I was shopping at Whole Foods yesterday and overheard a mom angrily telling her 2 ½ yr. old, “Don’t you e-v-e-r speak to your Grandmother that way!”
On the surface there’s nothing wrong with that, but there’s more to the picture.

The holidays are always filled with expectations, hopes and dreams, big ones and little ones. We expect and hope our kids will behave, won’t be wild, won’t say anything disrespectful, or cause a scene. That expectation belongs to us, the parents, it’s engrained in us.

As kids we were repeatedly told how to talk to, and act, around our elders. The problem is, we were taught these things with parental anger, yelling, and punishing and no more information was given on the subject. Once those reactions were delivered we’d feel ashamed, embarrassed, unheard, mad, rejected, and so on.

Now as parents, when we find ourselves in similar situations with our own kids, the rush of emotion we feel when (s)he misbehaves isn’t totally the result of what our child has done. The emotions are coming from the deep recesses of our subconscious, similar to air bubbles surfacing from the deep. The emotions are often hidden from our conscious mind; they are the emotions we felt as a child when were admonished for similar behavior.

So what, you say?
Well, think about your child. Do you want your child to feel ashamed, embarrassed, unheard, mad, rejected, or do you want your child to truly learn not to behave that way again?

If you want your child to truly learn, then you need to put your wound away, for the moment, and address what’s happening now. What’s happening now is your child is learning and doesn’t know what to say or do instead.

Let’s use the mom at Whole Foods. Oh, by the way, I do not eavesdrop on parents in public. I absolutely walk away to give parents privacy from prying eyes. However, if something happens right in front of me, and I’m inspired to write something as a result, I consider that experience my muse. Just saying.

Back to Mom
The Whole Foods mom felt compelled to do something about the fact that Jr. spoke to Grandma in a certain way.
Grandma absolutely had a look on her face that demanded that mom do something.
Mom reacted because she thought she should. Her actions were in part due to the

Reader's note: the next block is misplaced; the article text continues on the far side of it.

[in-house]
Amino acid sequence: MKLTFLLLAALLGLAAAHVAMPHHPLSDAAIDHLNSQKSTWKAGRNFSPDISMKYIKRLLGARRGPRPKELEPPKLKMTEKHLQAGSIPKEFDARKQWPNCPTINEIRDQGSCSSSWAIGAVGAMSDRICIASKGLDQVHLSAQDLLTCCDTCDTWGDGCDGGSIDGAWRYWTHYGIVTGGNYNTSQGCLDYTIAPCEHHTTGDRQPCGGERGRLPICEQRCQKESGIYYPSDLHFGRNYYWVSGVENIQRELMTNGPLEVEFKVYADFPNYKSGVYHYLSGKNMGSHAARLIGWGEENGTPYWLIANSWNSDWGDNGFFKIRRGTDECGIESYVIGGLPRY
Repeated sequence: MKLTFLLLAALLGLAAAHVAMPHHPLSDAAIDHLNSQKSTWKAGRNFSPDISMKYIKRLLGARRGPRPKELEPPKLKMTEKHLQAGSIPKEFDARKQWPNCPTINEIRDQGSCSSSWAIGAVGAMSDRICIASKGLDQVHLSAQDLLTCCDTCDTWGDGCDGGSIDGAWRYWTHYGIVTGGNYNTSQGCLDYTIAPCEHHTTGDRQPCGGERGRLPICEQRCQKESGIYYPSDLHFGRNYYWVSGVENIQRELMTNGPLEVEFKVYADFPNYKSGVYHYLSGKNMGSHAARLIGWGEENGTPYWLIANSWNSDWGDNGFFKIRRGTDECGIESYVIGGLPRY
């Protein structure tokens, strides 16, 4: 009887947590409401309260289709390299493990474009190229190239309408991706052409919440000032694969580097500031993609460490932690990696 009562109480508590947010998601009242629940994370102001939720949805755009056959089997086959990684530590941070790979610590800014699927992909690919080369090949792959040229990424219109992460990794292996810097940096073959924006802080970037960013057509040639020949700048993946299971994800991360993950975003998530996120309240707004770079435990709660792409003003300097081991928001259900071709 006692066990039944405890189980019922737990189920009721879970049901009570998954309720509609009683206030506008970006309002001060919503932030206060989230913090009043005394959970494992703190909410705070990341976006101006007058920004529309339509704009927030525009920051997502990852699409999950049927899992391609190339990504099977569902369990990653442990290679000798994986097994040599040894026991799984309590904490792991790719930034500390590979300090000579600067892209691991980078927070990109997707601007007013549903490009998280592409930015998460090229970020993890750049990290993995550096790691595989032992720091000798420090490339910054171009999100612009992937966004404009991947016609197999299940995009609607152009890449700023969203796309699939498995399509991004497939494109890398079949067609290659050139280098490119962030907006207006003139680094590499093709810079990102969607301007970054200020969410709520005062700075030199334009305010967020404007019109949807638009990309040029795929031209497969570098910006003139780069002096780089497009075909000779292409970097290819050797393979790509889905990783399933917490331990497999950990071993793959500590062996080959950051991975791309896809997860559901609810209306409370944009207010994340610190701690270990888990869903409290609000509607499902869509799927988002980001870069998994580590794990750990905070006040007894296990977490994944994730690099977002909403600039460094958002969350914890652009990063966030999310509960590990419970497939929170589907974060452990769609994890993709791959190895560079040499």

pressure she felt from Grandma, real or implied.
Most likely, mom unconsciously, and intensely reacted because of how her mother
reacted to her when she was a child. In essence, Mom reacted that way because she
was consumed with “The Ghosts from the Cradle” a statement popularized by T. Berry
Brazelton.

It was obvious that Jr. was surprised and confused by mom’s reaction. Mom didn’t explain, she just demanded that Jr. never do that again! You could tell he had no idea what he should never do again. You could almost hear him thinking, “But mom you know this is how I talk when I’m upset, or don’t get my needs met, or feel like someone is pushing me past what I’m capable of.”

So what could Mom have done instead?
Mom could have ignored the implied expectation to react and punish, yet correct her son at the same time.
Mom could have said, “Uh, oh, sweetie, that’s not how we talk to Grandma, please try again and tell her what you want using kind words.”

And because Jr. is only 2 ½ yrs. old it’s important to give him more information as the event is unfolding so he can relate to it. Unless of course talking to him at times like that makes things worse.
You could say, “Do you need some ideas of how to talk nice to Grandma?”

What if Jr. doesn’t comply?
Mom can tell Grandma she’ll be right back, silently pick Jr. up, and go stand just outside the store. Do not go home, or to the car, that defeats the purpose of this tip. Mom can wait for 10 seconds or so, then say, “Are you ready to try again and use nice words with Grandma?”

What if Jr. still refuses to comply?
The answer is simple, rinse and repeat. In other words, simple stand there and ask every so often if he is ready to try again? That’s why this works well with any age child, no power struggles, just repeating a question.

Responding works for several reasons.
Your clear authority comes shining through without the need to yell.
Since you’re standing just outside the door of the store you’re sending the message that nothing will happen until (s)he does as you ask.
You are calm enough not be overly affected by the big emotions of your child.
You’re able to ask every so often, “Are you ready to try again and use nice words with Grandma?”

Those actions help a child learn how to go from out of control to self-control, a valuable life skill.
Your actions show Grandma that you are indeed correcting behavior but choosing to do it without reacting, yelling or punishing.
Best of all, all of choosing to respond instead of react stops the emotional wounds you experienced as a child from being passed on to another generation.

That’s just one simple, but powerful example of the types of concepts, methods, and tips offered at Proactive Parenting. From Stop Reacting and Start Responding, my book, to the toddler-preschool seminar When Development is Dressed as Misbehavior, to the Authentic Parent Series for kids ages 5-18, my goal is to help you locate the wound embedded in your reactions so you can replace them with calm teaching responses. There’s no need to pass pain from one generation to another, not any more!

Hope you had a wonderful holiday season.
Here’s to a MUCH better 2017!

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